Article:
Some cool selling your home images:
Grand fireplace in Oak Alley Plantation between New Orleans and Baton Rouge
Image by denisbin
This wonderful plantation was built in 1837 and it is also one of the most filmed for movies and TV series. The two storey Greek Revival style building has an encircling upper balcony. It was not for decoration. It was so that the family could move to any side of the house to catch the slightest of breezes which would make it feel cooler and reduce the likelihood of contracting malaria or Yellow Fever. Twenty eight Doric columns flank all sides of the totally square house with a front to back passage way. The Roman family, of French Creole ancestry lived here and had the house built. A brother of the home owner was also a Creole Governor of Louisiana. Although the house was not damaged during the Civil War it was sold in 1866 for a pittance as the plantation was not a large estate and it was by then no longer economically viable. Successive owners all failed at making a profit from the plantation. Fortunately the house was purchased in 1925 by Andrew and Josephine Stewart who had the house restored after it had been used as a barn and storage place. Josephine was the last person to live in it and bequeathed it to Oak Alley Foundation in 1972 so that it would be opened for the public to enjoy. The plantation has some historic gardens, a few slave cabins, and the stunning Oak Alley. The double Oak Alley is 800 ft long and is also 300 years old. At the end of the Alley is the levee and you can see the great ships travelling up the Mississippi to Baton Rouge.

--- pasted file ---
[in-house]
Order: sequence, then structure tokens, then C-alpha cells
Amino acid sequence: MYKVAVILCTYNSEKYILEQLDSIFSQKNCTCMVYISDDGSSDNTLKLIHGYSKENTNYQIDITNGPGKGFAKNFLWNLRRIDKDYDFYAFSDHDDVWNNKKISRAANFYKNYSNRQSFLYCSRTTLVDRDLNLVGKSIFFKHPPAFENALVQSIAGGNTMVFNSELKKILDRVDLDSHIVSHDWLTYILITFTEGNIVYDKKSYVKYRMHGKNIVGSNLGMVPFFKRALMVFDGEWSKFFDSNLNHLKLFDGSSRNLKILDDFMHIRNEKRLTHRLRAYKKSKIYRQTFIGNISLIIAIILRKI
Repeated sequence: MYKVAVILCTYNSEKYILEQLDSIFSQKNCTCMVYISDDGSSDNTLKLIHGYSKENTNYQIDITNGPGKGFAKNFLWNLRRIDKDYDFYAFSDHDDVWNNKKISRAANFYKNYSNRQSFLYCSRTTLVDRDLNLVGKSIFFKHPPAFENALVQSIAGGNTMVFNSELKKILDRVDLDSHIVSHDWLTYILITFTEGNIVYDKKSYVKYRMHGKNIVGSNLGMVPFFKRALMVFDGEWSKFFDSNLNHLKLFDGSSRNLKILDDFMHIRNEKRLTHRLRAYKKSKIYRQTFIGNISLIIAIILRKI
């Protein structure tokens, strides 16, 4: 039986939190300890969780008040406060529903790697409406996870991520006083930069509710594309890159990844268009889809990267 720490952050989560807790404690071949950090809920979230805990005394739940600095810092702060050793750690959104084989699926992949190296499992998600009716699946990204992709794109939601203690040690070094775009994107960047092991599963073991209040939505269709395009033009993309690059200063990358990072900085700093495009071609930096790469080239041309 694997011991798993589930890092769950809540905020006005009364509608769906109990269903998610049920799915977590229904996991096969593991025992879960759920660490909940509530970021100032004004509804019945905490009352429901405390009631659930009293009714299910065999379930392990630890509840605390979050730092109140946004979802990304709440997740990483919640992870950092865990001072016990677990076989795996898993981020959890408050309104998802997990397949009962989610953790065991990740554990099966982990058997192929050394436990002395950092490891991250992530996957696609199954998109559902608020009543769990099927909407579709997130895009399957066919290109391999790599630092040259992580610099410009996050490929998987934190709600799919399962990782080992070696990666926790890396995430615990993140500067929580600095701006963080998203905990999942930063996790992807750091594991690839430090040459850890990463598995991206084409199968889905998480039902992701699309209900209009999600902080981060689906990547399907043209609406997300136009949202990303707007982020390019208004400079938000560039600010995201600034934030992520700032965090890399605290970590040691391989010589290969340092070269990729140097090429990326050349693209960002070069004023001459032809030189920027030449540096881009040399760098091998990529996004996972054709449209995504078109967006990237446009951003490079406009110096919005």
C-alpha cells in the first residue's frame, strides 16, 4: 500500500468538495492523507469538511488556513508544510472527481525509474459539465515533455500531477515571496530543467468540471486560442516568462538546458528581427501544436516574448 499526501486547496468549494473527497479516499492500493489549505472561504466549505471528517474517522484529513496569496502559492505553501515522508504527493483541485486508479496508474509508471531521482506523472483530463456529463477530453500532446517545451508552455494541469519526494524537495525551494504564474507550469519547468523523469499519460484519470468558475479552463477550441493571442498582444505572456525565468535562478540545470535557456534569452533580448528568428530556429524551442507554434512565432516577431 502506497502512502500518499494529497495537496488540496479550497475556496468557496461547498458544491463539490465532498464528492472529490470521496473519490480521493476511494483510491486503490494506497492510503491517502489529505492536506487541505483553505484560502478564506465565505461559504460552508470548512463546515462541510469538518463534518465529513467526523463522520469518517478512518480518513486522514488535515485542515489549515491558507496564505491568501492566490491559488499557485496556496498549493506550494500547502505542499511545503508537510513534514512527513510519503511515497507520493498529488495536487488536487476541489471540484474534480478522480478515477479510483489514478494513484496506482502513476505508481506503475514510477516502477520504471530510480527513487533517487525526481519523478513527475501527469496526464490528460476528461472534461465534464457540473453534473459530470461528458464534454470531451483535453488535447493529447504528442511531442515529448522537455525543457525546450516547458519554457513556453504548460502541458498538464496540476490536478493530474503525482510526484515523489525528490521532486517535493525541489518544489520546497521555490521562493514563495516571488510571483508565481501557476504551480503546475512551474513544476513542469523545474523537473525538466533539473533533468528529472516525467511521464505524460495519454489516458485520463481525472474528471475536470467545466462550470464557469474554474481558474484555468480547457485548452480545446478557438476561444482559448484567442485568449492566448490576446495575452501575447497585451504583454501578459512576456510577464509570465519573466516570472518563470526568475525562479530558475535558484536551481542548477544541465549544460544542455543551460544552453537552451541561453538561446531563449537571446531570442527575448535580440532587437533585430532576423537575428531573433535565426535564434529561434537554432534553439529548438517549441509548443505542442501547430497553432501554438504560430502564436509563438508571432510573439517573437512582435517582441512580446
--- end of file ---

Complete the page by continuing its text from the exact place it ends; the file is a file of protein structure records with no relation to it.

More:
Image by MSMcCarthy Photography
The land Dunleith sits on has a long history. There was originally another home here named Routhland, but it burned after a lightning strike in 1855. Mary Routh Ellis Dahlgren, the daughter of the original owner of Routhland, and her husband Charles Dahlgren, rebuilt the following year. However, Mary died a short three years later and Dahlgren had to sell the property to settle the estate. The new owner renamed the home Dunleith.
A side note: Dalhgren was a successful banker since before his marriage to Mary and was a Confederate Brigadier General during the Civil War.
Dunleith became a social center after being purchased in 1886 by Joseph Carpenter. The Carpenters hosted some of Natchez’s most lavish parties at the time. In 1976, William Heins purchased the house and turned it into a bed and breakfast. But the house really came back to life when purchased in 1999 by Mrs. Edward Worley and her son, Michael Worley. The Worley’s spent a great deal of time and energy renovating and restoring the house and turned it into the inn that exists today.
Dunleith boasts 26 guest rooms and suites, all of which have private bathrooms, antiques and antebellum period replica furniture and cable TV. Some have fireplaces and 16 feature whirlpool tubs. Of special interest to history lovers are the brick steps beside the house which are left from the original Routhland home that burned. There is also a dairy barn and The Gothic Carriage House, now the Castle Restaurant, which date back to the late 1700s and Routhland’s early days. You’ll also find a magnolia tree that is estimated to be over 250 years old.
10 Issaquah home
Image by nicwn
Selling all the furnitures, hence posting all the pics
These were bought new for over 00 a few years ago and they have been sitting in the living room on our non-smoking home for decoration ever since. So, you’re paying 0 for this 99% new set!
Sofa & love seat is made of beautiful stain resistant fabric w/ floral pattern. (Country style?) Coffee and corner table are matching with beautiful stone tiles on top. Authentic perisan rug not included.
The reason why we’re selling is because we’re selling the house and moving out of Washington State. So, everything must go!